NATIONAL NEWS - Crowds in at least different provinces have gathered for peaceful protests arranged for Saturday by “Move One Million”, a movement that has attracted people from different walks of life to vent their frustrations and dissatisfaction with government.
Since the movement was launched on 20 July 2020, more than 2.6 million South Africans have joined.
Saturday’s event was intended to hand over Move One Million’s three-page memorandum, which is addressed to President Cyril Ramaphosa, Honourable Chief Justice Mogoeng Mogoeng, Honourable Deputy Chief Justice Raymond Zondo, Gauteng police commissioner Lieutenant General Elias Mawela, and National Prosecuting Authority national director, Advocate Shamila Batohi.
Four scheduled events are taking place on Saturday, with Cape Town and Gauteng’s demonstrations starting at 11am.
There are also planned demonstrations in Durban and Pietermaritzburg.
Reports indicate that demonstrations were also planned in Kimberley in the Northern Cape, for a memorandum to be handed over to mayor Patrick Mabilo.
“Know that today, South Africans across the globe stand in unity to let the world know that our leadership has failed us. We stand today for the acknowledgement of your responsibility to the people of this country.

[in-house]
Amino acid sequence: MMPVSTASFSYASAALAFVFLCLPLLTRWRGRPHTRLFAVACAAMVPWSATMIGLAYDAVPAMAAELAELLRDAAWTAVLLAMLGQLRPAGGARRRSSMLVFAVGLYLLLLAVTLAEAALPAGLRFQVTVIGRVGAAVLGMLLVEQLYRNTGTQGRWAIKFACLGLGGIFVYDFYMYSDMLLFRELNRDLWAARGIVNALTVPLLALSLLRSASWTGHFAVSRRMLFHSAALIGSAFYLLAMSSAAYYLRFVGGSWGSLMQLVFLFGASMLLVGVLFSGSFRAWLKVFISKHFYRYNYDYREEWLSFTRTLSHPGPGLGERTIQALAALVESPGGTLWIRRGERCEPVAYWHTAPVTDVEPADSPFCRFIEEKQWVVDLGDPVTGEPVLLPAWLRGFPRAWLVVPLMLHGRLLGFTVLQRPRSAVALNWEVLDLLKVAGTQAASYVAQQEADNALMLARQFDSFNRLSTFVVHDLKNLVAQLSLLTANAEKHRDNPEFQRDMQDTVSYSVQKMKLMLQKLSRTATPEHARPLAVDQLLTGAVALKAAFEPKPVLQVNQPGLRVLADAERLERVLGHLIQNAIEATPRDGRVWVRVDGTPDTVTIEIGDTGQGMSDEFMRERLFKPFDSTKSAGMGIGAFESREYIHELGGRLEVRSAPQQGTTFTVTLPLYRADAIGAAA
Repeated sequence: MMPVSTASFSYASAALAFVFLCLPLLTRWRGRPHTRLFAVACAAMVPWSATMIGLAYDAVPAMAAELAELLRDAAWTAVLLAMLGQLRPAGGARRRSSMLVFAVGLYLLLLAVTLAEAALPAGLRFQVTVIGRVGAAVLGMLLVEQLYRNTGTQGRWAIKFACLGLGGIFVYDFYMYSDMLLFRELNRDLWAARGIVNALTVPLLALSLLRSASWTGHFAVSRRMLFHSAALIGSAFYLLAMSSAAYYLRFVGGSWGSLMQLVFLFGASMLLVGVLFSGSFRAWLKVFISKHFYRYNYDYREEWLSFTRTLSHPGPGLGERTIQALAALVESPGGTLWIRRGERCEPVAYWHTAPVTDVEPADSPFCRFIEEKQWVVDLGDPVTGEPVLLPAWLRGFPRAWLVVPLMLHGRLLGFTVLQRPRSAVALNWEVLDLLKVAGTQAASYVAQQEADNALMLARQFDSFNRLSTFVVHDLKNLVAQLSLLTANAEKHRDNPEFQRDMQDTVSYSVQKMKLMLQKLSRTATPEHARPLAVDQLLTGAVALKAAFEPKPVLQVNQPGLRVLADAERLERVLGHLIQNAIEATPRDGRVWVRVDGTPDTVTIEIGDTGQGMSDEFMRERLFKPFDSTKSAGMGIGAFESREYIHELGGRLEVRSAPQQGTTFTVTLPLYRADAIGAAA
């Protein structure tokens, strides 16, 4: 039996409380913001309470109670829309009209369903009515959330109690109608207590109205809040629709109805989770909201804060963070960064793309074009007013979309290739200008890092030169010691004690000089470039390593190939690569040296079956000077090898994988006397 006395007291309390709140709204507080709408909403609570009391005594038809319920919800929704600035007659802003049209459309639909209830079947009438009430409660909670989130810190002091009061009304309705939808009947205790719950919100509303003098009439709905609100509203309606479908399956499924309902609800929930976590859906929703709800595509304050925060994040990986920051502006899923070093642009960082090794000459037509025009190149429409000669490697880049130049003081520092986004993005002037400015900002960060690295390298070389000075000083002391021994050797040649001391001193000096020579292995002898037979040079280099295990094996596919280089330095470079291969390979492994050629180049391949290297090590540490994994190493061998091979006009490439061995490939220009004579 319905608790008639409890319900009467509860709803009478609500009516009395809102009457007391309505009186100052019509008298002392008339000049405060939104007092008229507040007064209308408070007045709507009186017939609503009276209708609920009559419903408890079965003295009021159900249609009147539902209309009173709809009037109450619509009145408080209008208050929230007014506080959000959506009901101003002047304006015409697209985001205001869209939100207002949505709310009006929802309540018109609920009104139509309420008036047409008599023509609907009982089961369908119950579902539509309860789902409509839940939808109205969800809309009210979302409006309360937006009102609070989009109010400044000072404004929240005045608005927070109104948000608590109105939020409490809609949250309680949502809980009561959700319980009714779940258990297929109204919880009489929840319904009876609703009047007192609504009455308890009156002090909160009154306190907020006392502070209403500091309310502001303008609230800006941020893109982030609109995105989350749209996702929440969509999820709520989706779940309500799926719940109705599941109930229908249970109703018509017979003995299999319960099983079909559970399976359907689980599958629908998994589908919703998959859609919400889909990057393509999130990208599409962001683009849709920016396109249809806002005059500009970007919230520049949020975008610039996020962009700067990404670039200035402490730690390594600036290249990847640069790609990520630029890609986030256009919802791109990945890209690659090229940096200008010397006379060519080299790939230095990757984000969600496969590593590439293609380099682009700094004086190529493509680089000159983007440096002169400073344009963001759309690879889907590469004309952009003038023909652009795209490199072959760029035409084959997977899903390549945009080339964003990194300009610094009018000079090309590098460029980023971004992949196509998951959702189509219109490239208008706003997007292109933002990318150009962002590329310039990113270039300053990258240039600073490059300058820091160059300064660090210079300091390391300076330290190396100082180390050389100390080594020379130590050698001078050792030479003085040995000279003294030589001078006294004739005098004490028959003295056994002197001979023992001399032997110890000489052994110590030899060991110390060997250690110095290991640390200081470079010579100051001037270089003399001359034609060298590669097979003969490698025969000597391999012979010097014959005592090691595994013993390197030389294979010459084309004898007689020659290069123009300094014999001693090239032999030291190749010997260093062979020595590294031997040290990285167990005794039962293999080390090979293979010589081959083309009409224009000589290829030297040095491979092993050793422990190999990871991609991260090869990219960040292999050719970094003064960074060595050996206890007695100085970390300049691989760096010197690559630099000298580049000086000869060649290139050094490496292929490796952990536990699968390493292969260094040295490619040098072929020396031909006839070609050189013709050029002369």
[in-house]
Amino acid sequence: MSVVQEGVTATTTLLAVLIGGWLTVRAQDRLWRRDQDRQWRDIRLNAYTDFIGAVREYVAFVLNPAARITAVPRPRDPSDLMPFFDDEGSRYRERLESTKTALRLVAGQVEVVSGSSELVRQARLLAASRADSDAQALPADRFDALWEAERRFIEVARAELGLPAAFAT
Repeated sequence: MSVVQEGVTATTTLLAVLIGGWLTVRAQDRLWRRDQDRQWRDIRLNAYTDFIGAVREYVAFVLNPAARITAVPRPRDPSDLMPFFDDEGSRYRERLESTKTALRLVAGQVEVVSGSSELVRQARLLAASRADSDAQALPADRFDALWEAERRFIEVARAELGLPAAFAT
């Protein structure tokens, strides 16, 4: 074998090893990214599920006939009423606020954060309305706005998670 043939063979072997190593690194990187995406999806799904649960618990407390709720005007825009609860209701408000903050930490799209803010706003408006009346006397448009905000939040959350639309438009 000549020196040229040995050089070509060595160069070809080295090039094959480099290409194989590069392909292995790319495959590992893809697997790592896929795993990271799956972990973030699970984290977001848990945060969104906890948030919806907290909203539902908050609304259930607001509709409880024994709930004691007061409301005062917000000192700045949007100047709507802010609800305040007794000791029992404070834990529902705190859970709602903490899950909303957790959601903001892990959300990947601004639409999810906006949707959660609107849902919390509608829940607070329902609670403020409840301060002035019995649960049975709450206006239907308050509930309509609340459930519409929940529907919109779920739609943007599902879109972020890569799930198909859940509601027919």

“We stand united today for the defence and protection of the rights of all South Africans,” the memorandum read.
In the memorandum, Move One Million asked that government “hold accountable all those who have denied any South African any of the rights listed in sections 9 through 37 in the Bill of Rights, regardless of their influence or position of power.”
The group also said the rights of South Africans have been overlooked or “simply ignored” by certain people in positions of power for “the last two and a half decades.”
“For too long, we have suffered at the hands of those who consider themselves above the law.”
It said the only way in which the rights of South Africans can be protected is through the actions of the Constitutional Court.
During the demonstrations, people took turns expressing their fears and frustrations, regarding significant problems still plaguing the country, including gender-based violence and femicide, the safety of children, unemployment, corruption and poverty.
Demonstrators told eNCA they are also demanding “direct elections”, in order to shift power from one party to many, and to try and arm citizens with some say in governmental affairs.